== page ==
This leads me to the next issue with Fuel Overdose, the A.I. While I can definitely say the A.I. does little to earn the intelligence suggested in its name, I’m not actually sure whether or not it makes the game better or worse. On one hand, the opposing racers can be extremely annoying and just downright stupid when it comes to using weapons. It seems like they will always try to shoot or damage the player, even when doing so may not actually be in their best interest. It seems as though the game was deemed way too easy somewhere along the lines in development, so the developers decided to simply stack everything including the A.I., the camera, and the rubber banding against the player.

That’s not to say the game is necessarily all that hard, but it doesn’t feel balanced or fair when things just happen to take a turn for the worst. On the other hand, the terrible A.I. actually makes for some fairly entertaining collisions and pile ups in a game that desperately needs something to drag it out of the boringly bad category and into the entertainingly bad category. That’s not to say Fuel Overdose doesn’t try to differentiate itself in some ways, but I’ll get to that in just a moment. Overall, I think the laughably bad A.I. breaks even in terms of my enjoyment of the game. However, laughably stupid A.I. isn’t necessarily a bad thing as long as it doesn’t negatively affect the player to such a degree.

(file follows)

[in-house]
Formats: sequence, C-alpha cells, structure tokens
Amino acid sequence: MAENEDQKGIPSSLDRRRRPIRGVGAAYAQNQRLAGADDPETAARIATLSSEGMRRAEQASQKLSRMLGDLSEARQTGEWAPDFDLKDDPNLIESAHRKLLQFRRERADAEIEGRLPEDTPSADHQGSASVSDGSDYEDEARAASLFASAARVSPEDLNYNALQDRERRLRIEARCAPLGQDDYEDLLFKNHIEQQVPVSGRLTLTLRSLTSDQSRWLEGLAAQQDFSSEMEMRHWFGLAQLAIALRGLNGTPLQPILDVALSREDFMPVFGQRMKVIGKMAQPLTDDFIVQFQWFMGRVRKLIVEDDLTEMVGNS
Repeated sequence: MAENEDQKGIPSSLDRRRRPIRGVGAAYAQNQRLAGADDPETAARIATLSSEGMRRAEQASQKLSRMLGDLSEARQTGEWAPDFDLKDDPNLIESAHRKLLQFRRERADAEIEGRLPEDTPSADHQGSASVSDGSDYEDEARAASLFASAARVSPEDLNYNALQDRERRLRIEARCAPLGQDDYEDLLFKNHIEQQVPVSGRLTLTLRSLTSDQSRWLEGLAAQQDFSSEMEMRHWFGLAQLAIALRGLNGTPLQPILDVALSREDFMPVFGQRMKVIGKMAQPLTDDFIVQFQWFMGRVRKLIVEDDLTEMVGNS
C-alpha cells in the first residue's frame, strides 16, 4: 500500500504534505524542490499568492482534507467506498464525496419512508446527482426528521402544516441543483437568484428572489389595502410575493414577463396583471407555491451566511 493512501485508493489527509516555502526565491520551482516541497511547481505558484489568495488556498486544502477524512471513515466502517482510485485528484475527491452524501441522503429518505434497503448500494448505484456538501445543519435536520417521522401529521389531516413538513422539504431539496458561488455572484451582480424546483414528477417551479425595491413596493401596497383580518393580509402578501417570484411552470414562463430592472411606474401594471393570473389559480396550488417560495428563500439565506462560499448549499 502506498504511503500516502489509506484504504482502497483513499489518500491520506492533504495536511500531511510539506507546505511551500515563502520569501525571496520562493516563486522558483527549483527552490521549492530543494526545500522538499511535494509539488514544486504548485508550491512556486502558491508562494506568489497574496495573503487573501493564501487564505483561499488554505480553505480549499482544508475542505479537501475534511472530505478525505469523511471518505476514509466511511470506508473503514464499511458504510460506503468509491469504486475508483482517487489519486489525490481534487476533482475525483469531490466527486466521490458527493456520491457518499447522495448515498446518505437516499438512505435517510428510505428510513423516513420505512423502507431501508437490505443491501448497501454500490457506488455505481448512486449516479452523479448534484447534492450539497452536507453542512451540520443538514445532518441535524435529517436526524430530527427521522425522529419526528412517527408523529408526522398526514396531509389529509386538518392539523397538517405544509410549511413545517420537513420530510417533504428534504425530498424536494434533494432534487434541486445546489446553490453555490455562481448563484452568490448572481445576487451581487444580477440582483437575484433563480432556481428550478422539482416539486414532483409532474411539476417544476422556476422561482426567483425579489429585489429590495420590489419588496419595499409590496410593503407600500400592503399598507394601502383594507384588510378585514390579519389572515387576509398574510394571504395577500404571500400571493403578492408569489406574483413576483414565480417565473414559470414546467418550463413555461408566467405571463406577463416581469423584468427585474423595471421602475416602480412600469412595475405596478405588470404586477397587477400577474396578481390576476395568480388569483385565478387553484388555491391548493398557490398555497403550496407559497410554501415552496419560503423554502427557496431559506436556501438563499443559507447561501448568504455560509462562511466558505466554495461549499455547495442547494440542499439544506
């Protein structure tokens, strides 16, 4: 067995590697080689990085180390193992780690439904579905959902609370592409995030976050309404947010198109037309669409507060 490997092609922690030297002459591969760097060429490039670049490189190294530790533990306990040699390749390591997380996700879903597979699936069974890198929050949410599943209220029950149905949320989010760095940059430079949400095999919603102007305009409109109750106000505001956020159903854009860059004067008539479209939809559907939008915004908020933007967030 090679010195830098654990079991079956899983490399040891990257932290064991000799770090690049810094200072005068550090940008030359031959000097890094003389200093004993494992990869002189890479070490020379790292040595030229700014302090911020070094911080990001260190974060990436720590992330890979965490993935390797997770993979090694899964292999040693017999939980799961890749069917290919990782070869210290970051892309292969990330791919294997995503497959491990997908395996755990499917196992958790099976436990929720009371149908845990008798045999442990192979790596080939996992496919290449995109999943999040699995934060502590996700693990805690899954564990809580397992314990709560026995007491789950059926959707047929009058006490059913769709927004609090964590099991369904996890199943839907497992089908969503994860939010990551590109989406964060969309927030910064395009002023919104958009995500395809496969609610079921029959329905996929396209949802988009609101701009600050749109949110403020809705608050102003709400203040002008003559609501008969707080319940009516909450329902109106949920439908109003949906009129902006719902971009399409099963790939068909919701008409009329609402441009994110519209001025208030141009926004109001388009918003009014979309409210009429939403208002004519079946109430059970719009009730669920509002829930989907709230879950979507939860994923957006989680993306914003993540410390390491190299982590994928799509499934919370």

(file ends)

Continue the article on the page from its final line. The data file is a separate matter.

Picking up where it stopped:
Now, onto what Fuel Overdose adds to the arcade style, isometric, car combat racer…anime boobs. Honestly, I can’t believe everyone isn’t doing this. Instead of actually trying to make a unique and interesting game, why not just throw in an awful anime storyline, slap on some giant fake boobs on all the female characters, make sure all the shirtless male characters have twelve-pack abs, and call it a day? The story of Fuel Overdose feels thrown together, disjointed, contextualized, and almost offensive due to its sole purpose seemingly being an excuse to throw in some supposedly titillating characters.

I’m all for crazy sexualized art, as long as it’s earned and contextualized within a world or story. It’s when it’s simply thrown into a game for the sole purpose of being slightly creepy and pornographic in nature that I get disgusted. Normally I would applaud a developer for trying to include a story where one isn’t needed, but this is one case where I would consider the game to be better had it done away with its narrative elements.

Fuel Overdose is by no means a broken game. I would even say it’s competent and mildly entertaining in spots. But the inexplicably bad camera, the slightly annoying A.I., and the offensively bad narrative and characters make Fuel Overdose a game I would recommend to almost no one.

Thankfully, for the meager price of $15 Fuel Overdose isn’t exactly a risky purchase, but I would still only recommend it for those who know exactly what they’re getting into.

Reviewed by Dean Engle